How Working Families Make Ends Meet in a Post-Welfare World
Sarah Halpern-Meekin, Kathryn Edin, Jennifer Sykes, Laura Tach
University of California Press
The world of welfare has changed radically. Poor families have traded welfare checks for low-wage jobs, but for most of them the new status brings neither freedom from financial worry nor independence from government support. Although many get a windfall at tax time – a combination of the Earned Income Tax Credit and other refunds – dreams of economic mobility are often dashed by the reality of making monthly ends meet on meager wages.
It’s Not Like I’m Poor: How Working Families Make Ends Meet in a Post-Welfare World looks at how working families have adjusted to the new welfare regime. Their book is an important and provocative look at the state of America’s current safety net.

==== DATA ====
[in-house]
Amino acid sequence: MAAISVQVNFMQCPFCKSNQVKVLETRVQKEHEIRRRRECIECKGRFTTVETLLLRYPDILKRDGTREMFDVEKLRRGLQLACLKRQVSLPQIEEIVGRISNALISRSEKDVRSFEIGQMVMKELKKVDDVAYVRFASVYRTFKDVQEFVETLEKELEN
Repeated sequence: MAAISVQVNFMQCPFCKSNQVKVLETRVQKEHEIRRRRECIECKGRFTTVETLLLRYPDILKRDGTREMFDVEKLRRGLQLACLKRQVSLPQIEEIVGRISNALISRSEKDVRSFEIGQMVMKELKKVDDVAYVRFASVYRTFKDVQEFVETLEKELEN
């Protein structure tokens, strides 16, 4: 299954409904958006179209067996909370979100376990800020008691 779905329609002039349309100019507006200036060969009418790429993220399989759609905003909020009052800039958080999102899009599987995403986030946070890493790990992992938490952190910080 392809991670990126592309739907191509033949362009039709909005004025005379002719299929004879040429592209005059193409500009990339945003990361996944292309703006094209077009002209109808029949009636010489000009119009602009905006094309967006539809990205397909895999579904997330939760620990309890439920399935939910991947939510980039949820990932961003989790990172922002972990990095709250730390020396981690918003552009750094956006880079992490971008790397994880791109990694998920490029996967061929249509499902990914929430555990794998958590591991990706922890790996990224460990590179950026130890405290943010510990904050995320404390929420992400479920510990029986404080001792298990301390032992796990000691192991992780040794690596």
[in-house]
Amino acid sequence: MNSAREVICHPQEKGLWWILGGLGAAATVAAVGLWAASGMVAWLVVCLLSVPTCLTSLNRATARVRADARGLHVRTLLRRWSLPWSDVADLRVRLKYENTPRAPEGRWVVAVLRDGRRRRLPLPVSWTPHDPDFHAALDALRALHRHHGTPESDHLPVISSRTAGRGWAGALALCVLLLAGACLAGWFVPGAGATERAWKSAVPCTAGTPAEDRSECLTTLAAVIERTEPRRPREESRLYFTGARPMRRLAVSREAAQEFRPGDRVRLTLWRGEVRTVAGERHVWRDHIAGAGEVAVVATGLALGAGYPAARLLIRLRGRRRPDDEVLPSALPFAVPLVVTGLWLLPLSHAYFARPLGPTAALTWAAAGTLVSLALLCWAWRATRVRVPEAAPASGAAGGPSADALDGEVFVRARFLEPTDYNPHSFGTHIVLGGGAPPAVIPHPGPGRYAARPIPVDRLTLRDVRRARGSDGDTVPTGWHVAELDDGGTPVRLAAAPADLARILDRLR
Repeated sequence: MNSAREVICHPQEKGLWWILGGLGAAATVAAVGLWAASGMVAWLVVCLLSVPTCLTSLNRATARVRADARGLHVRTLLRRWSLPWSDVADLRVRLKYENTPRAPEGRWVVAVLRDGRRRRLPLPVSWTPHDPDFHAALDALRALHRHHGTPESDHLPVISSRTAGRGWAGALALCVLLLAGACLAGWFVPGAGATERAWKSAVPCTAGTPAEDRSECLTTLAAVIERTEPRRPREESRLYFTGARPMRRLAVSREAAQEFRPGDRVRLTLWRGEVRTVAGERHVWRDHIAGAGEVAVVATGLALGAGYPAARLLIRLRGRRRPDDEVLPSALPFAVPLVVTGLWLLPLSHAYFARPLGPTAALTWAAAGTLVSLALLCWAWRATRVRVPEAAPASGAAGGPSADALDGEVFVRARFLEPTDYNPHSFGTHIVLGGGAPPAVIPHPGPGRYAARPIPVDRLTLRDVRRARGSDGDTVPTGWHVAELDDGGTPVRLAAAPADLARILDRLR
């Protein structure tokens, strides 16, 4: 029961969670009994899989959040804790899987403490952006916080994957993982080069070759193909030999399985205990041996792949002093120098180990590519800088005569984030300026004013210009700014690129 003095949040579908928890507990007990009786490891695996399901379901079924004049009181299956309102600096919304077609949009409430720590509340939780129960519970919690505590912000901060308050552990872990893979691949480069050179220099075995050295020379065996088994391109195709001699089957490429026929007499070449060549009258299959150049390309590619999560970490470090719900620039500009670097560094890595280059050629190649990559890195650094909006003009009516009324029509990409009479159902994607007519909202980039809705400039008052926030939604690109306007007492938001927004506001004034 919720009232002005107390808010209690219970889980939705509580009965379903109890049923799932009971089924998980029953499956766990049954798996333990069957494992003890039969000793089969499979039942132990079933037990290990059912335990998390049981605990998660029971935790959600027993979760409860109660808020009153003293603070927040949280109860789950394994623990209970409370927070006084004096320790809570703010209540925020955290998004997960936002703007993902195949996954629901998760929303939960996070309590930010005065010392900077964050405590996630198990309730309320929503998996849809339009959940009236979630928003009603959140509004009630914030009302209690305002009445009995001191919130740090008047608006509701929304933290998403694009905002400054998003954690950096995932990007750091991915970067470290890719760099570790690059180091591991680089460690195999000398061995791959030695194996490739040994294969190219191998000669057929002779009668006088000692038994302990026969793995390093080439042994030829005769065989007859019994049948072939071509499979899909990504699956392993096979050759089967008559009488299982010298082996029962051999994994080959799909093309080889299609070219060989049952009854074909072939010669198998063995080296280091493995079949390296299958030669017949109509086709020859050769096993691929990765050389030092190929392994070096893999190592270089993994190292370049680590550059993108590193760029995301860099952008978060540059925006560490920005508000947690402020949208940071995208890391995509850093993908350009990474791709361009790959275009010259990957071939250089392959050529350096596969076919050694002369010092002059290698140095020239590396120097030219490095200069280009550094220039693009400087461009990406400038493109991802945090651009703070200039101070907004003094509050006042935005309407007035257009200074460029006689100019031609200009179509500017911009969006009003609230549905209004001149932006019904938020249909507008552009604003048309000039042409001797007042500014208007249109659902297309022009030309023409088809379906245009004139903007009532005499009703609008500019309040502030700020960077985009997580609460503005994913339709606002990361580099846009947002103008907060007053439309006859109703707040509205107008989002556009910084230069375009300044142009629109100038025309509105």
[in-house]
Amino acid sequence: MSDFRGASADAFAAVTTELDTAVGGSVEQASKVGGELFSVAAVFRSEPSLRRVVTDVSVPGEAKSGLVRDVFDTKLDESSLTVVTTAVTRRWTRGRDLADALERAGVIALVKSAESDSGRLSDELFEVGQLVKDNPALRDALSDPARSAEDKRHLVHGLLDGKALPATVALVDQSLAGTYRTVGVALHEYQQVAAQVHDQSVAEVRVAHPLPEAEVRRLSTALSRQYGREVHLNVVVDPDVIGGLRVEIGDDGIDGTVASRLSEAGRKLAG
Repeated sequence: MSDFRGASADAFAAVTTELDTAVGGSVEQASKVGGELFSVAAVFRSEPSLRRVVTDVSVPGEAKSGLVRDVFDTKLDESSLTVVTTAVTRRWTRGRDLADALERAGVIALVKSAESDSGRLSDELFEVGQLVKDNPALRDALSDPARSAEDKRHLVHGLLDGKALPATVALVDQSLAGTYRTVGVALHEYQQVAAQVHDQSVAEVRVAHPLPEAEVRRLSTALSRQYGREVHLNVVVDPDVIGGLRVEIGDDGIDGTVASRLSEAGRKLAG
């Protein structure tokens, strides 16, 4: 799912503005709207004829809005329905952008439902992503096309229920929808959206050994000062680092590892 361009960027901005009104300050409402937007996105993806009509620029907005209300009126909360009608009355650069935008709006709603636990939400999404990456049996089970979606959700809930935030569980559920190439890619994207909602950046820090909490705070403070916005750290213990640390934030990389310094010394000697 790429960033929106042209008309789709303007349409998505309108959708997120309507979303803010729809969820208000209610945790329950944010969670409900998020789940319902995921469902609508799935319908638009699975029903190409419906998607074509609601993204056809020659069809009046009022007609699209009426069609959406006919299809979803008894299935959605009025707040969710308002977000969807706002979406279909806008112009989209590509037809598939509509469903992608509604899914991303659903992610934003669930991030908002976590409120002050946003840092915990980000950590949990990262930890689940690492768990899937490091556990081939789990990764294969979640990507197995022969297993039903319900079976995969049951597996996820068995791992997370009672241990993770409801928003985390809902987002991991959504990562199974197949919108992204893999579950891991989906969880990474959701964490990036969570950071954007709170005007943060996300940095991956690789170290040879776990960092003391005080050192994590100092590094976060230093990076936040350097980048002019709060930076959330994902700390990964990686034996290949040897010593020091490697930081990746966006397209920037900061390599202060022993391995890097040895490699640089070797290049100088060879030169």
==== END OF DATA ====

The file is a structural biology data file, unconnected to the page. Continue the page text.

There’s no question of ever going back to the old system. And most low-income families are better off today than they were under “old welfare.” But there are trade offs. And as the country increasingly favors higher skilled work, there is an urgent need to create pathways to better jobs and to protect and improve the social safety net, even if it looks very different today than it once did.
Praise for It’s Not Like I’m Poor
The best book I have read on this important topic in the past ten years.
— Timothy Smeeding, Arts and Sciences Distinguished Professor, University of Wisconsin-Madison
Humanizes the working poor in an unforgettable way.
‑The Kansas City Star